"I found there was a lyricism to it and it lent itself to Spoken Word. Then as a result of that, I have become really interested in spoken word."
"It's a lyrical way of embodying life experience but I'm not a poet, I'm a terrible poet, so it's interesting," Gabrielle says, smiling.
Her interest in spoken word as a delivery method for stories has led her to seek a collaboration with the University of Newcastle School of Creative Arts.
Gabrielle believes the Wollotuka space, facilitates culturally informed performance and cultural practice in multiple forms.
"Wollotuka has a lot to contribute, from an Indigenous perspective and a very localised perspective, to ideas around cultural literacy and global citizenry."
Whether writing, performing, or teaching, the centering of Indigenous perspective, Ways of Knowing, Being, and Doing, is pivotal to all of Gabrielle's work. She is also deeply interested in authenticity.
Consequently, Gabrielle's work explores the concepts of authenticity, identity, and selfhood.
It is clear that Gabrielle's own sense of self and sense of purpose is informed by her experience in the community.
"My experience in Aboriginal Community work really anchored me. Hearing Elders' stories, it echoes every day," she says.
Recounting the story of a community member who suffered particularly abhorrent treatment and long term trauma due to Assimilation policies in the last century, Gabrielle is at once making the hidden past visible, honouring the memory of the Community member and exposing her motivation.
"Her story is one little big story, in the words of Bachelard, 'a miniature immensity', I'll call it that. And that's what guides me everyday."
Gabrielle Lorraine Fletcher is a Gundungurra woman from the Blue Mountains of New South Wales, and is a descendent of The Gully People of Katoomba Falls. She has a background in Critical and Cultural Studies/Indigenous Studies and Creative Writing, and holds a Master of Social Science (Distinction) from the University of Newcastle and post-graduate qualifications from Curtin University of Technology, Perth.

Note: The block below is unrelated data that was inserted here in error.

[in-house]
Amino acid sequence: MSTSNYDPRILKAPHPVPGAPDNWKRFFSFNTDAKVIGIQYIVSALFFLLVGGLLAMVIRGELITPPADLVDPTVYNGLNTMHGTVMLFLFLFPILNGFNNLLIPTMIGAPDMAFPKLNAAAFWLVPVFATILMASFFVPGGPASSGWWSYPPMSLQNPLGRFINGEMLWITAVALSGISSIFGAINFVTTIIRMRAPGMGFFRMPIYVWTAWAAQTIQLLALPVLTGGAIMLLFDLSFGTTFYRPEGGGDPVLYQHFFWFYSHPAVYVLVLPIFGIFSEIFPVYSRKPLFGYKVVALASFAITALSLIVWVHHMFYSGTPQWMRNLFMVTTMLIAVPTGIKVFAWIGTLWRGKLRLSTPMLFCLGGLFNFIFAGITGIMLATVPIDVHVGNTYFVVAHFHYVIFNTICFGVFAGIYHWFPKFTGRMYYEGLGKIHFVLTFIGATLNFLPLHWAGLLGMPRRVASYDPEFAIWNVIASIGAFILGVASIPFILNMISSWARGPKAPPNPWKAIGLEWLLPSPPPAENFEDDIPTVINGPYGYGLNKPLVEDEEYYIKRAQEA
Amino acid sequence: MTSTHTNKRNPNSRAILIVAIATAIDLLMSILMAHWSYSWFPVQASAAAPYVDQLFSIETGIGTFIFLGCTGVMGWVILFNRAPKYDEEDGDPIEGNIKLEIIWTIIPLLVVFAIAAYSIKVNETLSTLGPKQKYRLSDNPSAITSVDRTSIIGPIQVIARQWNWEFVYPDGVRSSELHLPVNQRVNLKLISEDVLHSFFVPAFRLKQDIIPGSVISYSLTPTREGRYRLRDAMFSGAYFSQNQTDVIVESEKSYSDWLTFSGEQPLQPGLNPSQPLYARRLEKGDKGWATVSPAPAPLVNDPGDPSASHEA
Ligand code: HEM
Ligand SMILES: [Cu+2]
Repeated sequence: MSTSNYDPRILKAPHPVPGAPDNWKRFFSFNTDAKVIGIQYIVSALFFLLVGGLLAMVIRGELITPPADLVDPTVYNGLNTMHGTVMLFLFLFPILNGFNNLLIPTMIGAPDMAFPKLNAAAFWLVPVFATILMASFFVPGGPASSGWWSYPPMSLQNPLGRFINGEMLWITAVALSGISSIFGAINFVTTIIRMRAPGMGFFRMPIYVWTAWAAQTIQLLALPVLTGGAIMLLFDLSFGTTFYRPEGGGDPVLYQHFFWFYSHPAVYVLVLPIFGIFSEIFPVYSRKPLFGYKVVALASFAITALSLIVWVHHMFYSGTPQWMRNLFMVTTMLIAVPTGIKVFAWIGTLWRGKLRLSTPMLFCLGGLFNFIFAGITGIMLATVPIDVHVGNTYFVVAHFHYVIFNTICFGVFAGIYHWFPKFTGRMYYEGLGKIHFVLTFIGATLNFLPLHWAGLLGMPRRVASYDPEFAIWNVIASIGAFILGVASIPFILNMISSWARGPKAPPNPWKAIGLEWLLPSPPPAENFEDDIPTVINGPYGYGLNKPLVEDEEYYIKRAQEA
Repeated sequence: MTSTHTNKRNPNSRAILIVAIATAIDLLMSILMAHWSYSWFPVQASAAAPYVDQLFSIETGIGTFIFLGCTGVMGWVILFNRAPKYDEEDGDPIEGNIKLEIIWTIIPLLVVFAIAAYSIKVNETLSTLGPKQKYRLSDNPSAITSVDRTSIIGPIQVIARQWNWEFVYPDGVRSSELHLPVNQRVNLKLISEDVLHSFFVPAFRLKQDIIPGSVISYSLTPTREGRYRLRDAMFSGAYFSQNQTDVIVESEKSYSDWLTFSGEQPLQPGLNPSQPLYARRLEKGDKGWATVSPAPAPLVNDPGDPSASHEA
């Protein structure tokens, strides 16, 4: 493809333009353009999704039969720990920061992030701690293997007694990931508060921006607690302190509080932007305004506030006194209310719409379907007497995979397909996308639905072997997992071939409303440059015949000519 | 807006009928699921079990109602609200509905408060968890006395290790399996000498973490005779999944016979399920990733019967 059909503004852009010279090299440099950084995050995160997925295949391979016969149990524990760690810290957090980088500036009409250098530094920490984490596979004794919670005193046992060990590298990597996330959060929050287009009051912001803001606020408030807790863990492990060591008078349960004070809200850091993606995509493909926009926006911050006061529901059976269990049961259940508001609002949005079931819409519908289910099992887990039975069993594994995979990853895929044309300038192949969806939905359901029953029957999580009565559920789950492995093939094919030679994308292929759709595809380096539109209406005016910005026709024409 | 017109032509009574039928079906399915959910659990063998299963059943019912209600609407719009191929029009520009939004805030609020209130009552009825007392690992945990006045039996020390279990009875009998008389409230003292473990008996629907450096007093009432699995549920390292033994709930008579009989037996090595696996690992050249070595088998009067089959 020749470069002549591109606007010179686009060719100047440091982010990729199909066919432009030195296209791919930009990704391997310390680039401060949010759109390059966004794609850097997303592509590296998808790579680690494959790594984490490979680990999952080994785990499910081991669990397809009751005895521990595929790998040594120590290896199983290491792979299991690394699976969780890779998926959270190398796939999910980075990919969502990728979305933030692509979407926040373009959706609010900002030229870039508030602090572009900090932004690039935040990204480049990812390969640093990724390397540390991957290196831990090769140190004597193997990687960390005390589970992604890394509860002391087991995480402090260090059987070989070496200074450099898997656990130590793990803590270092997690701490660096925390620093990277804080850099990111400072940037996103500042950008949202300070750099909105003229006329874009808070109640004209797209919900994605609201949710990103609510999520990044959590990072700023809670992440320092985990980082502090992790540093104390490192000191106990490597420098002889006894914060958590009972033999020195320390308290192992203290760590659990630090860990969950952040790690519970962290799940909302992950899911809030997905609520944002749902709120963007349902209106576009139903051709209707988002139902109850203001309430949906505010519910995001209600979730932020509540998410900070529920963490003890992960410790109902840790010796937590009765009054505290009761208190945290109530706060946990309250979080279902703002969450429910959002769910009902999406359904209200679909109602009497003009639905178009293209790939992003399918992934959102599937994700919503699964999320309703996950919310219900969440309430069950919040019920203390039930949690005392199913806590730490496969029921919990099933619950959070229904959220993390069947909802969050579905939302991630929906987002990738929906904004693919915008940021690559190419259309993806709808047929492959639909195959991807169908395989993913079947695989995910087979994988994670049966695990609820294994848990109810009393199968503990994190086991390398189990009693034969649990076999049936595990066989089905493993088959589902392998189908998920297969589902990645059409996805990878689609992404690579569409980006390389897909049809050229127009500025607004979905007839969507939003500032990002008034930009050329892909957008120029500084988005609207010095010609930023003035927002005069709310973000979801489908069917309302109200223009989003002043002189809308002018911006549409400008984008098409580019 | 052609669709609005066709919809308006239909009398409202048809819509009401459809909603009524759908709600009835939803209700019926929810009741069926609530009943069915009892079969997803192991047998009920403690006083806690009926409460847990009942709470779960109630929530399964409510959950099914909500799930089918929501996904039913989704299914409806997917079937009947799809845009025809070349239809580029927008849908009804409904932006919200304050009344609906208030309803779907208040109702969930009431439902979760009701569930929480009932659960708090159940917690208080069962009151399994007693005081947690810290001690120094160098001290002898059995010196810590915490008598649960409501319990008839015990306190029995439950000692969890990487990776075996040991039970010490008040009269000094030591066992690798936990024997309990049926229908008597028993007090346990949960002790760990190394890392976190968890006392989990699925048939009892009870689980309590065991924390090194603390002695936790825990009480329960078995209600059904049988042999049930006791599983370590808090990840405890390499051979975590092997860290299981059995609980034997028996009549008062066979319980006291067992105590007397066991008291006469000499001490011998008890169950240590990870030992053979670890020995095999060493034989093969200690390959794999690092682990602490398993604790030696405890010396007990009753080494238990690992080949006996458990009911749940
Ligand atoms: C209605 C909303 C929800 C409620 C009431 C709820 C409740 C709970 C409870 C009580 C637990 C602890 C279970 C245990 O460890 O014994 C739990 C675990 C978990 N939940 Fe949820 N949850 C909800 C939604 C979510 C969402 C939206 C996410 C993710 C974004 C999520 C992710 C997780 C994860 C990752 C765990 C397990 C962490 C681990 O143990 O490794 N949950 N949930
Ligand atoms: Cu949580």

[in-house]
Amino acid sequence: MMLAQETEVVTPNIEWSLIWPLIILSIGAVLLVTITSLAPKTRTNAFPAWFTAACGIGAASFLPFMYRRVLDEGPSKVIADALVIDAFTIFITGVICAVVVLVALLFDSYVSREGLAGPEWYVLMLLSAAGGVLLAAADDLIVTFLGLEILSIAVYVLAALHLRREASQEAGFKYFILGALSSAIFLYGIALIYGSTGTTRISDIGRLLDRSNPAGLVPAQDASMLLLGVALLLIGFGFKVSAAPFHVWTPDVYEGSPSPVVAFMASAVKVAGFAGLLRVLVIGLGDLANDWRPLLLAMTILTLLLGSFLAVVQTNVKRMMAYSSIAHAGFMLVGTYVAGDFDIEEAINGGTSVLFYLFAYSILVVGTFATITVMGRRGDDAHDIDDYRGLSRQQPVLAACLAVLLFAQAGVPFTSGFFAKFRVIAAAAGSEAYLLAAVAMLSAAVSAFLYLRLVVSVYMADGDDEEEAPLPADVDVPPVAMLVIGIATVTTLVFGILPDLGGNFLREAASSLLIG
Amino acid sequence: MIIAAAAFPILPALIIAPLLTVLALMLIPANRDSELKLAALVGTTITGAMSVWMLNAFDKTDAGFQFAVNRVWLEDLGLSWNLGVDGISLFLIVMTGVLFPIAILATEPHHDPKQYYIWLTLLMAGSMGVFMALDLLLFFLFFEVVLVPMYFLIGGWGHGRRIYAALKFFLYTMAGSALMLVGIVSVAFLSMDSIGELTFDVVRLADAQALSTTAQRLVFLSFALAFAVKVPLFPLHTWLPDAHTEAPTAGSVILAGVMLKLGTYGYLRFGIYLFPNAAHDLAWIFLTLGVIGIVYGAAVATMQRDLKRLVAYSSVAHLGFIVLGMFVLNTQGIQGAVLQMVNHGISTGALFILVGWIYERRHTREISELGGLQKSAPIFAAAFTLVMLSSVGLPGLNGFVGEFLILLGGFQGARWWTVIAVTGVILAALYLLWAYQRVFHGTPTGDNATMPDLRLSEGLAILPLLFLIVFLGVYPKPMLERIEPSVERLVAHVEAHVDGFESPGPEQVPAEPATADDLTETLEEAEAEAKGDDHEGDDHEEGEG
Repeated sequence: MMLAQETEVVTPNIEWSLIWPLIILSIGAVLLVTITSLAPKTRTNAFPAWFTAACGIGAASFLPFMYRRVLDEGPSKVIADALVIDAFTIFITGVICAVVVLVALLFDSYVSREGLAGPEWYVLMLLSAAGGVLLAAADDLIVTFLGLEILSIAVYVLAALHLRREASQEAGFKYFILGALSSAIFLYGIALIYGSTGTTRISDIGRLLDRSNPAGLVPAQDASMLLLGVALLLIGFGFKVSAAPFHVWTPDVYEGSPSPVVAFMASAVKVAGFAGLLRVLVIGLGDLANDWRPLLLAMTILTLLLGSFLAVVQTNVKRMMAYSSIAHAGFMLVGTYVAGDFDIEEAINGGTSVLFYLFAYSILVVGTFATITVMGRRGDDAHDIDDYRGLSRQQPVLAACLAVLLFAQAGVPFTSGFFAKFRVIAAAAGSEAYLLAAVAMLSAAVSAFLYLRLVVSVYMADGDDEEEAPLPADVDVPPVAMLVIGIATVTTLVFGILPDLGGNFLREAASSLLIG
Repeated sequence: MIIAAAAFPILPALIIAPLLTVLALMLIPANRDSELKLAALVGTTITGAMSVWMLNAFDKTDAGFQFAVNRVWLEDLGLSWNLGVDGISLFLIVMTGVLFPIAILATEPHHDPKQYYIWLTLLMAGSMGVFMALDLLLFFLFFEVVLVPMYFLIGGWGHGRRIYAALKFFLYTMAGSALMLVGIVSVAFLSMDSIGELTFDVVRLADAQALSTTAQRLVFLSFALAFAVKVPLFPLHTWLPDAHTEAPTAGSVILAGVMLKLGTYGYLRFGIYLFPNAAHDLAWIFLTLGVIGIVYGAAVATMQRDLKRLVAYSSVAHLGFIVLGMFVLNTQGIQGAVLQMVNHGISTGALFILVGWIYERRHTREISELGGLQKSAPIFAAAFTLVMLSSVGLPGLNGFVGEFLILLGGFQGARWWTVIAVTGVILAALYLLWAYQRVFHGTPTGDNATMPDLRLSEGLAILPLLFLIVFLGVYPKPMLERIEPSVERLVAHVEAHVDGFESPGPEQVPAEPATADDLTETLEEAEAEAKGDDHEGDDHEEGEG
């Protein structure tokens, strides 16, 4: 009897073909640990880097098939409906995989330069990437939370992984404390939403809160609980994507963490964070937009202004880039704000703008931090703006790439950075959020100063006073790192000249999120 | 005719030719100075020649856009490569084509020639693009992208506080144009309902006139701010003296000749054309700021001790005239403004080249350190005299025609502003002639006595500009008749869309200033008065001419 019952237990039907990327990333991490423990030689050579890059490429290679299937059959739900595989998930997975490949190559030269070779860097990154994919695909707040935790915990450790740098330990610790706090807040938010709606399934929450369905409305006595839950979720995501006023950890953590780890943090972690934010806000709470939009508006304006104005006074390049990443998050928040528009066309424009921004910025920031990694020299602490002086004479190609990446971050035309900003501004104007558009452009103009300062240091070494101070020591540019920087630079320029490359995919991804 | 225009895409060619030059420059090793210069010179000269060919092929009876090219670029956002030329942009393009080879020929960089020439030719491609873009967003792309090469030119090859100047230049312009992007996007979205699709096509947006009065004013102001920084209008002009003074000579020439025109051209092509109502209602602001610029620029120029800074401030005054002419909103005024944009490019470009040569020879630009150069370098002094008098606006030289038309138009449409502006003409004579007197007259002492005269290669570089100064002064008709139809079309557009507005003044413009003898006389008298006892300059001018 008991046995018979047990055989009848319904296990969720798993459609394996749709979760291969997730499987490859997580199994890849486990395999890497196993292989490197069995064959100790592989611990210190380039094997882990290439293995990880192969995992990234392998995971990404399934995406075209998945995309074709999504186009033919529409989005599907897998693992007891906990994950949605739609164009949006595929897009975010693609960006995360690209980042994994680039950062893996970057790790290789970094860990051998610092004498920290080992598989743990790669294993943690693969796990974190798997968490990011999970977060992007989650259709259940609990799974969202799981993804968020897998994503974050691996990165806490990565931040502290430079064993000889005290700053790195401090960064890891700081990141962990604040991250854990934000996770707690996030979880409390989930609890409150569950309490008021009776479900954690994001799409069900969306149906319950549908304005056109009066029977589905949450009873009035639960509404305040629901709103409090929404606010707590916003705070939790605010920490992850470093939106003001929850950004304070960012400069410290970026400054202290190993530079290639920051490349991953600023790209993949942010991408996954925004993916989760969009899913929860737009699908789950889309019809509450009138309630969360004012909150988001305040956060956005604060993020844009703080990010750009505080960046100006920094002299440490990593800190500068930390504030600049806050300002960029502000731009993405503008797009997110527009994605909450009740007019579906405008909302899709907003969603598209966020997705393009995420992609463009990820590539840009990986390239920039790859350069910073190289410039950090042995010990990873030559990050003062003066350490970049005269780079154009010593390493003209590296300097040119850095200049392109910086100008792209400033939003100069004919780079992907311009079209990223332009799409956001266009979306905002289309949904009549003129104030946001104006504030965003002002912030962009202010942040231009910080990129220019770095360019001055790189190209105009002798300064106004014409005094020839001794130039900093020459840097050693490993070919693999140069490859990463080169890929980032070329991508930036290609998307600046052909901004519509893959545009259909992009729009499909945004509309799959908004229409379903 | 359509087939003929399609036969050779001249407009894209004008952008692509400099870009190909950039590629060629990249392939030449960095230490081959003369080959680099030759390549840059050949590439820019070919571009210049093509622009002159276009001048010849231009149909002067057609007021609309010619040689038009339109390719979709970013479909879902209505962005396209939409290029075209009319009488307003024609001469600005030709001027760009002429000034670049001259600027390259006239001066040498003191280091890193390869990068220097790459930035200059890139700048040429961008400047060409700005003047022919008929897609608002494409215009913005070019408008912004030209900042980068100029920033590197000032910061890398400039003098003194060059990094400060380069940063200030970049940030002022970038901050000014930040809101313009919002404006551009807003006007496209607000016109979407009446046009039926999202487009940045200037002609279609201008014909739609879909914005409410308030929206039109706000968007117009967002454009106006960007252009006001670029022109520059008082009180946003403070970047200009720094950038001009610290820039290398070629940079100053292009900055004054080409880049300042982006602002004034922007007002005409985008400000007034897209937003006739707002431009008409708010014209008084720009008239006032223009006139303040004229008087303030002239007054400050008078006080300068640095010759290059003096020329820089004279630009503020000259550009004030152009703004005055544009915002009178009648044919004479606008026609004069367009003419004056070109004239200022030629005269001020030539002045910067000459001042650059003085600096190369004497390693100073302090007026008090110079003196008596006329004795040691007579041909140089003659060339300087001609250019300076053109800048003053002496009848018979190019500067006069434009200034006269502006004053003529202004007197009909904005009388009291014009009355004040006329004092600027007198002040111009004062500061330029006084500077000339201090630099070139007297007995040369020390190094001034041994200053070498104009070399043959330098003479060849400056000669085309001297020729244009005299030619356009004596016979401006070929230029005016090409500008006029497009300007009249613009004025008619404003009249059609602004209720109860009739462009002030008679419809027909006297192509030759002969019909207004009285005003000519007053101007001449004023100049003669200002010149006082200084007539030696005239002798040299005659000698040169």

She is currently a PhD candidate at the University of Newcastle. Her thesis considers bureaucratic theatres as fields of enactment, how the authentic Indigenous self is negotiated within them, and how these spaces may be inflected towards meaningful Indigenous place.
Gabrielle is employed as an Indigenous New Career Academic at The Wollotuka Institute. She has also taught at Macquarie University, the University of Western Sydney and Curtin University.
Prior to this, Gabrielle worked within Aboriginal Community organisations. This work has provided a significant grounding in Indigenous Knowledges, cultural engagement and lived experience that provides a deep and ongoing philosophical anchor for her teaching and research.
She has had her creative work published in Salt: International Journal of Poetry and Poetics and Cultural Studies Review.